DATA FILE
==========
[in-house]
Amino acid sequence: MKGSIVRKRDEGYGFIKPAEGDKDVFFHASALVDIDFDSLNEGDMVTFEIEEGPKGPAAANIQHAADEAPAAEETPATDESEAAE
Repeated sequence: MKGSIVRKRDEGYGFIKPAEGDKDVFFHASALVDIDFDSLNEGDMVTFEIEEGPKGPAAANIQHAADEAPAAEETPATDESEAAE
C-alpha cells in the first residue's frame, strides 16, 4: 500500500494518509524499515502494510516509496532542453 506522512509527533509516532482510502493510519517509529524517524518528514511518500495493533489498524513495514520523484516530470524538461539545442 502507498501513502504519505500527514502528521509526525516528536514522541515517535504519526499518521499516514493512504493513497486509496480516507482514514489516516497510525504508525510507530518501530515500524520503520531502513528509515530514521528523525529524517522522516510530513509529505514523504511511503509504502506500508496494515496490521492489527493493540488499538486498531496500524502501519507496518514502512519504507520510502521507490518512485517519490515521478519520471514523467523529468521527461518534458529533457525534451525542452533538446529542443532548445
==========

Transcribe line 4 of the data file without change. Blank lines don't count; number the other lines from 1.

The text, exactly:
C-alpha cells in the first residue's frame, strides 16, 4: 500500500494518509524499515502494510516509496532542453 506522512509527533509516532482510502493510519517509529524517524518528514511518500495493533489498524513495514520523484516530470524538461539545442 502507498501513502504519505500527514502528521509526525516528536514522541515517535504519526499518521499516514493512504493513497486509496480516507482514514489516516497510525504508525510507530518501530515500524520503520531502513528509515530514521528523525529524517522522516510530513509529505514523504511511503509504502506500508496494515496490521492489527493493540488499538486498531496500524502501519507496518514502512519504507520510502521507490518512485517519490515521478519520471514523467523529468521527461518534458529533457525534451525542452533538446529542443532548445